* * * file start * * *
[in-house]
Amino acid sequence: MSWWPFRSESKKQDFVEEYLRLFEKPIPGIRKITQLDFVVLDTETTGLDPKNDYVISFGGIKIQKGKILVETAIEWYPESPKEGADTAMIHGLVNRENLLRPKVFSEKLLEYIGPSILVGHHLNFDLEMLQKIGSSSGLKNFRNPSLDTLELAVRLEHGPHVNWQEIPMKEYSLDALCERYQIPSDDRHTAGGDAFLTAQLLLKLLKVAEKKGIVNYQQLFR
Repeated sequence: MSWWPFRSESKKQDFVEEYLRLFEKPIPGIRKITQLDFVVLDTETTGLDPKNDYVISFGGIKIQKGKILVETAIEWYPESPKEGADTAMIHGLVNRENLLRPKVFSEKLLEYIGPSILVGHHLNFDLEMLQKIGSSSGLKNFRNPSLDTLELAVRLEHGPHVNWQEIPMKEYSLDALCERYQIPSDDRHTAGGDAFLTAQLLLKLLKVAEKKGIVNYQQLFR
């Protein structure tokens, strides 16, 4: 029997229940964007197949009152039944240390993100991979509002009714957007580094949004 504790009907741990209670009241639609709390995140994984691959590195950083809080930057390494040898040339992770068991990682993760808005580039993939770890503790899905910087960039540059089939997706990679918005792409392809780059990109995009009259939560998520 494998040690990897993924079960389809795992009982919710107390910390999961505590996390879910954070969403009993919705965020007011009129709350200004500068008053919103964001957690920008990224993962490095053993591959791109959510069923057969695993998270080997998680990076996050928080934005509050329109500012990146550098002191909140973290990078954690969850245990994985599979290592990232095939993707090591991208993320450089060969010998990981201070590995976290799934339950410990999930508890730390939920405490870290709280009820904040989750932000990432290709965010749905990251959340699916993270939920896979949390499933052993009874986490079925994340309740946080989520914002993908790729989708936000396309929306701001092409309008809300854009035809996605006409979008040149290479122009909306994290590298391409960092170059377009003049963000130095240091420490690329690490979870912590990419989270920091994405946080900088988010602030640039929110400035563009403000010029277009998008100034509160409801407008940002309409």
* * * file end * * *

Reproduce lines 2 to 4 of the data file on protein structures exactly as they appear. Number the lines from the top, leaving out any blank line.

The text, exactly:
Amino acid sequence: MSWWPFRSESKKQDFVEEYLRLFEKPIPGIRKITQLDFVVLDTETTGLDPKNDYVISFGGIKIQKGKILVETAIEWYPESPKEGADTAMIHGLVNRENLLRPKVFSEKLLEYIGPSILVGHHLNFDLEMLQKIGSSSGLKNFRNPSLDTLELAVRLEHGPHVNWQEIPMKEYSLDALCERYQIPSDDRHTAGGDAFLTAQLLLKLLKVAEKKGIVNYQQLFR
Repeated sequence: MSWWPFRSESKKQDFVEEYLRLFEKPIPGIRKITQLDFVVLDTETTGLDPKNDYVISFGGIKIQKGKILVETAIEWYPESPKEGADTAMIHGLVNRENLLRPKVFSEKLLEYIGPSILVGHHLNFDLEMLQKIGSSSGLKNFRNPSLDTLELAVRLEHGPHVNWQEIPMKEYSLDALCERYQIPSDDRHTAGGDAFLTAQLLLKLLKVAEKKGIVNYQQLFR
């Protein structure tokens, strides 16, 4: 029997229940964007197949009152039944240390993100991979509002009714957007580094949004 504790009907741990209670009241639609709390995140994984691959590195950083809080930057390494040898040339992770068991990682993760808005580039993939770890503790899905910087960039540059089939997706990679918005792409392809780059990109995009009259939560998520 494998040690990897993924079960389809795992009982919710107390910390999961505590996390879910954070969403009993919705965020007011009129709350200004500068008053919103964001957690920008990224993962490095053993591959791109959510069923057969695993998270080997998680990076996050928080934005509050329109500012990146550098002191909140973290990078954690969850245990994985599979290592990232095939993707090591991208993320450089060969010998990981201070590995976290799934339950410990999930508890730390939920405490870290709280009820904040989750932000990432290709965010749905990251959340699916993270939920896979949390499933052993009874986490079925994340309740946080989520914002993908790729989708936000396309929306701001092409309008809300854009035809996605006409979008040149290479122009909306994290590298391409960092170059377009003049963000130095240091420490690329690490979870912590990419989270920091994405946080900088988010602030640039929110400035563009403000010029277009998008100034509160409801407008940002309409």